Huge strides have been made for women’s progress in Cambodia over the last couple of decades. Women’s presence is strongly felt within the workforce and more women have begun to climb the career ladder and assume higher-level positions than ever before.
Today we see women dominating in one of Cambodia’s largest industries – the garment sector – and women taking up office jobs, becoming entrepreneurs, obtaining positions within local government and even becoming parliamentarians.
Women’s participation in grassroots-level activism is also strongly felt. Among the throngs of demonstrators that routinely take to the streets in Cambodia to demand their rights in the face of widespread violations, growing numbers of women are joining the ranks.
Women activists and human rights defenders are organising, mobilising, and leading advocacy initiatives throughout the country. From Phnom Penh to the remotest of provinces, women are leading communities to demand their rights. The overwhelming female presence in the struggle for the recognitions of human rights in Cambodia is undeniable.
International Women’s Day (IWD), observed across the globe today, celebrates the social, economic, cultural and political achievement of women. In Cambodia – a country where historically women have been discouraged from participating in social and political actions – there is much to celebrate. Women are increasingly playing an important role in community-level activism, showing just how far Cambodia has moved forward in terms of women’s empowerment.
This year, one initiative that is taking place to celebrate IWD is a campaign to #PledgeforParity, which calls on individuals to pledge to take a concrete step in terms of purposeful action to help achieve gender parity.
While women’s progress in Cambodia is certainly laudable, women continue to be discriminated against and underrepresented in key decision-making roles in public and political life. Parity, unfortunately, remains out of reach.
For example, the International Federation of Journalists has found that although high numbers of women have begun to join the traditionally male-dominated media, they remain significantly underrepresented in key decision-making roles.
Similarly, in Cambodia’s garment sector, while women make up 86 per cent of the workforce, a survey conducted by the Solidarity Center has found the majority of union leaders to be male.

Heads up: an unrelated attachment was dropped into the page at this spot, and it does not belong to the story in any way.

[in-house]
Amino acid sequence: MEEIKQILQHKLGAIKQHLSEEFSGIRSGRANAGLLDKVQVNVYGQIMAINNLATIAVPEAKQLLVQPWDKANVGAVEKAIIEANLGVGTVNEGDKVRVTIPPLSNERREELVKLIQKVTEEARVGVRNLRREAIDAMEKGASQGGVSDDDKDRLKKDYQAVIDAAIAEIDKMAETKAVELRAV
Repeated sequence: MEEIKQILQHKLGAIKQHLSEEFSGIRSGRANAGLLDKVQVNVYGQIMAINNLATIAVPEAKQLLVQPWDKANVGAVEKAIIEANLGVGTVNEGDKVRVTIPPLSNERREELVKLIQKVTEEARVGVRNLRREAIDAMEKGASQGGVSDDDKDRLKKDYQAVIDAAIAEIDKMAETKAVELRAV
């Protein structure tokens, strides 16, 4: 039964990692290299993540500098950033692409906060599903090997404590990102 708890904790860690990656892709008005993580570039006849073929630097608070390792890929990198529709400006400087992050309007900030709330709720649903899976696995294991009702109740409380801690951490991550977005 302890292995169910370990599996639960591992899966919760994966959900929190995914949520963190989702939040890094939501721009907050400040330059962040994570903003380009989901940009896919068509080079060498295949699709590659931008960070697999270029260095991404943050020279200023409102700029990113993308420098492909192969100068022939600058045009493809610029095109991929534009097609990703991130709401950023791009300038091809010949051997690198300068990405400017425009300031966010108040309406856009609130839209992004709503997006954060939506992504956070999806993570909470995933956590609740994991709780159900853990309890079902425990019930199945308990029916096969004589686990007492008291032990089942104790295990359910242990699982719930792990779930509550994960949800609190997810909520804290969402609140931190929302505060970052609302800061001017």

The lack of female leadership within the industry means that pressing gender-related issues affecting the majority of the workforce – for example, maternity rights, poor sanitation and the gender wage gap – are largely overlooked within the labour movement.
Of great concern is the lack of women’s representation in politics. The last National Assembly elections, held in July 2013, saw the first decrease in women’s representation in parliament in 20 years and a failure to meet the Millennium Development Goal of 30 per cent female representation in parliament by 2015.
The situation has only worsened since. Only recently the National Assembly has come under fire for a lack of commitment to ensuring women’s representation among lawmakers, as the number of female parliamentarians decreased to below 20 per cent in 2015.
Indeed, the glaring absence of women in influential roles in Cambodia is largely due to a lack of understanding of – and commitment to – gender mainstreaming. This is problematic considering prevailing traditional attitudes that discriminate against women.
Revealing the less than favourable attitude towards female leaders, Ath Thorn, president of the garment industry’s largest independent union – the Coalition of Cambodian Apparel Workers’ Democratic Union – has remarked that its members are reluctant to elect women leaders as they are viewed as less capable.
It’s not just within leadership where Cambodia is failing its women. Gender-based violence remains a key concern in Cambodia. A report released by the World Health Organization late last year revealed domestic abuse of women to be a pressing concern in Cambodia, with over a fifth of women suffering physical or sexual violence by an intimate partner. Equally as alarming, a UN survey in 2013 found that one in five Cambodian men admitted to having raped a woman.
To give credit where credit is due, the royal government of Cambodia has taken decisive and positive steps regarding gender empowerment. The government has a specific national gender equality strategy – the National Action Plan to Prevent Violence Against Women 2014-2018 – which focuses on women’s economic empowerment and preventing gender-based violence.
In addition, a number of civil society organisations continue to work tirelessly to bridge the gender gap by supporting and empowering women.
Such efforts have been the driving force behind women’s progress in the Kingdom. Yet, much work remains to be done. It’s not just about fulfilling quotas. We need to begin focusing on the quality of women’s participation, as well as the quantity.
In light of the upcoming elections, it is vital that concrete measures are taken to ensure women’s participation in decision-making roles in both public and political spheres. It’s time for Cambodian women to take up their places as leaders.
On the long road ahead in the fight for gender equality, I pledge to continue to challenge gender bias, and inspire and empower women in Cambodia to become leaders in their fields. I call upon all Cambodians to join me, and #PledgeforParity, to ensure a more inclusive and equal Cambodia.
Chak Sopheap is the executive director of the Cambodian Center for Human Rights.